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War and Peace in the Nuclear Age; Dawn; Interview with Joseph Rotblat, 1986

Part of War and Peace in the Nuclear Age.


Joseph Rotblat, a Polish-born British physicist, was the only scientist ever to quit working on the Manhattan Project. In the interview Rotblat conducted for War and Peace in the Nuclear Age: “Dawn,” he reveals the depths of the dilemma he faced: although the idea that “science could be used to destroy many people was completely abhorrent to me,” he understood the threat to all of civilization should the Nazis win World War II. Having left behind his wife and family in Poland and watched as Germany invaded his homeland, Rotblat followed his mentor, Sir James Chadwick, to the Manhattan Project in 1944, convinced that the Allies must possess the bomb so that they might ultimately deter Hitler from using it. Once he ascertained that the bomb would not be ready before the war ended in Europe, Rotblat’s sole reason for being at Los Alamos vanished, and he petitioned to return to the University of Liverpool. Rotblat recounts his moment of disillusionment: realizing that stopping Hitler may not have been the objective of developing the atomic bomb. In his interview, he recounts how U.S. authorities nearly blocked his departure and instructed him not to discuss his reasons for leaving with anyone at Los Alamos. After the war, Rotblat shifted the focus of his research to medical physics and became a leading critic of the arms race. He received the Nobel Peace Prize in 1995.

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War and Peace in the Nuclear Age
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Interview with Joseph Rotblat, 1986

Series Description

The first atomic explosion in the New Mexico desert on July 16, 1945, changed the world forever. This series chronicles these changes and the history of a new era. It traces the development of nuclear weapons, the evolution of nuclear strategy, and the politics of a world with the power to destroy itself.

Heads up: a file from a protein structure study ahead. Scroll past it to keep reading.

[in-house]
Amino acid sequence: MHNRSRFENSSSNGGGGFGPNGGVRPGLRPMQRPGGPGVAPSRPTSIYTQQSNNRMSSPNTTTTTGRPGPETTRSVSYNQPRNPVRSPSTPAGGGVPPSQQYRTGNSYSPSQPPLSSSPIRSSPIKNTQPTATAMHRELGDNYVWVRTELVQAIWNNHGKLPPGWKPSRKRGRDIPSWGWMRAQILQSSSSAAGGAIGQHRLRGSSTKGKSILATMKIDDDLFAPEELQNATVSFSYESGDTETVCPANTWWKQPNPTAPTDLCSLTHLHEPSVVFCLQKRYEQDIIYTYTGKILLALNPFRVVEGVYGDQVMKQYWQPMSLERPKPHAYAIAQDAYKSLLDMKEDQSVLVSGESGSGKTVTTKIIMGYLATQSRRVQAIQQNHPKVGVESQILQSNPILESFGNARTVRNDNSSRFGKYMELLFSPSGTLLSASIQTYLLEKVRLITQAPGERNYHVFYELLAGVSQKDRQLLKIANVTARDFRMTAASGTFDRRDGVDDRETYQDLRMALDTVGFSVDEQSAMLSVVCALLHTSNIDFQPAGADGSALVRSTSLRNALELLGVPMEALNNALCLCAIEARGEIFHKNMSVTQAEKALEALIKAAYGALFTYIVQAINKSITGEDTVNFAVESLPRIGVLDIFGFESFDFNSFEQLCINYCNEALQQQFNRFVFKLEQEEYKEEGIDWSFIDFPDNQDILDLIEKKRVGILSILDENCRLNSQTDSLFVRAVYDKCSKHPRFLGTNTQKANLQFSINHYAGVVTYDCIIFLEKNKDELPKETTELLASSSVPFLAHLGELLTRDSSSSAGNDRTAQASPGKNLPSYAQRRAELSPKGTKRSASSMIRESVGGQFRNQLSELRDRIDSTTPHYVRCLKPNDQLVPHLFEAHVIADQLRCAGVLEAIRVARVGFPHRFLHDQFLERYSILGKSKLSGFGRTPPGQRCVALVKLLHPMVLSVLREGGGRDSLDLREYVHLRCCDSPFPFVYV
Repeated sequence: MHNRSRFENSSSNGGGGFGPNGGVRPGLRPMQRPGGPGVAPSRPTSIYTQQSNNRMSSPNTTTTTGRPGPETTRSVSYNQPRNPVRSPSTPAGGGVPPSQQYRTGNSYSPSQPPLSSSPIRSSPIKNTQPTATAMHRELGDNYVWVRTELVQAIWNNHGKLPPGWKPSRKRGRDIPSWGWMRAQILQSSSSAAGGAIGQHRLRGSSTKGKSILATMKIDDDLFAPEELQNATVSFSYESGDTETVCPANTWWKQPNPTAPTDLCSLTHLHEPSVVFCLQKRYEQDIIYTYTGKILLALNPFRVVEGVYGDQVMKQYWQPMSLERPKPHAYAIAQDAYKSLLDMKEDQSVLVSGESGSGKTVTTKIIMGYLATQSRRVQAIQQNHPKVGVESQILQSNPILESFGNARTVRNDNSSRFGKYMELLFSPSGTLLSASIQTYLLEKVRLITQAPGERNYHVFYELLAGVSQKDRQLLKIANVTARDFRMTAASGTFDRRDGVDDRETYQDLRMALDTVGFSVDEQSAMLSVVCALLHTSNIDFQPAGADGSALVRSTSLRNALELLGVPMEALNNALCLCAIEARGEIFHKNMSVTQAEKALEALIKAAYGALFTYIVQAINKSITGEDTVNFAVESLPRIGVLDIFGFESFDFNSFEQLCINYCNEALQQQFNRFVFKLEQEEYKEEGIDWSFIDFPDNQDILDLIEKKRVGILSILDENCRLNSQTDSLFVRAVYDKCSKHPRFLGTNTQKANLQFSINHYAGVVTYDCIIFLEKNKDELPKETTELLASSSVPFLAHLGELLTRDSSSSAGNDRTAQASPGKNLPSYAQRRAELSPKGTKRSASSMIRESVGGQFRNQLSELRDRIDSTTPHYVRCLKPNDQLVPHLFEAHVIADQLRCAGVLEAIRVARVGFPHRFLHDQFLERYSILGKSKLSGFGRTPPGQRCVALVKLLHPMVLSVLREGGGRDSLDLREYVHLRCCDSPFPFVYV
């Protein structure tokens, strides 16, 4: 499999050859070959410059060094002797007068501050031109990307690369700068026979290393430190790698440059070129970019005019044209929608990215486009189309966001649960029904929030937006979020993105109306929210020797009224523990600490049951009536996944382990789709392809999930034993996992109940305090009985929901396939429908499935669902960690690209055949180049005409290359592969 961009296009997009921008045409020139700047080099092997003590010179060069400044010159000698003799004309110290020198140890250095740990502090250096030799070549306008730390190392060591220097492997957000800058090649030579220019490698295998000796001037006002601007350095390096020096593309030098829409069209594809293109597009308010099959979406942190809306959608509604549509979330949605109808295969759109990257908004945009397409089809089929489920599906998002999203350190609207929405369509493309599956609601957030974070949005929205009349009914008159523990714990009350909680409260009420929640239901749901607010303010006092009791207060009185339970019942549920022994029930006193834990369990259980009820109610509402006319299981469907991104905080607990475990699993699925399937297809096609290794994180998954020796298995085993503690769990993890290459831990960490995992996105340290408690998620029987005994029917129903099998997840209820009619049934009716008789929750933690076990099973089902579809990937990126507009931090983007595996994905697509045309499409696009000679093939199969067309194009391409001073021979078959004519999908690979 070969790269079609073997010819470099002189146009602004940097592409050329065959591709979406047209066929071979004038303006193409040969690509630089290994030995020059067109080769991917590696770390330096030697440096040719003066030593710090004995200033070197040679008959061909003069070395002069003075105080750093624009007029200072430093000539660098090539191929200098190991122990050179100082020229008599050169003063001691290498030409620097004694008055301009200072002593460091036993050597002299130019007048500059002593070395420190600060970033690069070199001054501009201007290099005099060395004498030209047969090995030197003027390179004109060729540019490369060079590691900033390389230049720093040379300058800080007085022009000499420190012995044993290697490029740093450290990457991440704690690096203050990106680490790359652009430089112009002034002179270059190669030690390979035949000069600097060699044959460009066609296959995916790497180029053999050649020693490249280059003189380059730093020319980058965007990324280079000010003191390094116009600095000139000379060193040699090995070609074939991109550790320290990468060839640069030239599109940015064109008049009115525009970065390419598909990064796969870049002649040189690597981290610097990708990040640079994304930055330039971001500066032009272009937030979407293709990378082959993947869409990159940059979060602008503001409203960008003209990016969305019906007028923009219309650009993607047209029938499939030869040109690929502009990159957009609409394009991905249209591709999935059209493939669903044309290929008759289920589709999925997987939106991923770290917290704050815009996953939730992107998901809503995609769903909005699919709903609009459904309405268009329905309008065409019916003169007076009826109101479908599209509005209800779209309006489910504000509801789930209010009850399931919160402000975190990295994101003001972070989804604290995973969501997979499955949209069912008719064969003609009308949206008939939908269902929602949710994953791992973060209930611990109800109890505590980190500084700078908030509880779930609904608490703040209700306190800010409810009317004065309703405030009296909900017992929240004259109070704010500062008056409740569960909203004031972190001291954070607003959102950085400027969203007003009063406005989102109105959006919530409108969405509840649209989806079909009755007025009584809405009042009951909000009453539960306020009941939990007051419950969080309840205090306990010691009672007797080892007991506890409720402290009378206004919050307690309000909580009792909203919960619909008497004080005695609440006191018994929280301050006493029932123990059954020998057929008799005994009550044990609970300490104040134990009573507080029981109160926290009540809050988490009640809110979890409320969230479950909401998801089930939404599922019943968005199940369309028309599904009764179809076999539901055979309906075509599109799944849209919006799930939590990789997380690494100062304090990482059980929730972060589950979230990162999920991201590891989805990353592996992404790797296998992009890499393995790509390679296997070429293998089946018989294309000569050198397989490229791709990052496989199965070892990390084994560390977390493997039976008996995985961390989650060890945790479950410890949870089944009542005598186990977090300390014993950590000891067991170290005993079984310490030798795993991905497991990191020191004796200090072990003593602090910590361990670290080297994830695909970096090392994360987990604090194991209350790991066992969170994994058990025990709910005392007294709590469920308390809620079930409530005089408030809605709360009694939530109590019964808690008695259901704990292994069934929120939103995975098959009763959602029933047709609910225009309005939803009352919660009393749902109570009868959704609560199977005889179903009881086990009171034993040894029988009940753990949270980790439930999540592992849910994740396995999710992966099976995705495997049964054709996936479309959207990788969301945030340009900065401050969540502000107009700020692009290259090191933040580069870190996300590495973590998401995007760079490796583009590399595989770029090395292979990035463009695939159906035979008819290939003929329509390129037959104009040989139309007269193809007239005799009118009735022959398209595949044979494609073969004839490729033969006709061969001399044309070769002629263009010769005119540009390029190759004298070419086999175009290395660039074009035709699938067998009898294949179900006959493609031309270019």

In thirteen one-hour programs that combine historic footage and recent interviews with key American, Soviet, and European participants, the nuclear age unfolds: the origin and evolution of nuclear weapons; the people of the past who have shaped the events of the present; the ideas and issues that political leaders, scientists, and the public at large must confront, and the prospects for the future. Nuclear Age highlights the profound changes in contemporary thinking imposed by the advent of nuclear weapons. Series release date: 1/1989

Program Description

Amid the violence, fear and desperation of World War II, nuclear weapons are created and used for the first time.

“Dawn” traces the development of the first atomic bomb, from 1932 with the ominous rumblings that led to World War II and the ground-breaking scientific experiments that led to the bomb. Atomic physicist Victor Weisskopf explains, “we did not think at all that this business would have any direct connection with politics, or with humanity.” The frantic rush by American scientists who feared the Nazis were ahead of them and the first nuclear explosion in the New Mexico desert on July 16, 1945 are described by eyewitnesses. Physicist Philip Morrison was ten miles away from the blast and will never forget the heat on his face. “Dawn” concludes with the failure of the first attempts to reach agreement on international control of atomic weapons after the war.



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Oppenheimer, J. Robert, 1904-1967
Nuclear energy
United States
Hiroshima-shi (Japan) -- History -- Bombardment, 1945
Chadwick, James, 1891-1974
Los Alamos Scientific Laboratory
MAUD Report (1941)
Stalin, Joseph, 1879-1953
Fermi, Enrico, 1901-1954
Groves, Leslie Richard
Nuclear weapons
Manhattan Project (Organization)
World War II
Hitler, Adolf, 1889-1945
Nuclear fission
Churchill, Winston, 1874-1965
Nuclear arms control
Peierls, Rudolf E. (Rudolf Ernst), 1907-1995
War and Conflict
Global Affairs
Rotblat, Joseph, 1908-2005 (Interviewee)
Publication Information
WGBH Educational Foundation
Chicago: “War and Peace in the Nuclear Age; Dawn; Interview with Joseph Rotblat, 1986,” 03/21/1986, GBH Archives, accessed December 11, 2023,
MLA: “War and Peace in the Nuclear Age; Dawn; Interview with Joseph Rotblat, 1986.” 03/21/1986. GBH Archives. Web. December 11, 2023. <>.
APA: War and Peace in the Nuclear Age; Dawn; Interview with Joseph Rotblat, 1986. Boston, MA: GBH Archives. Retrieved from
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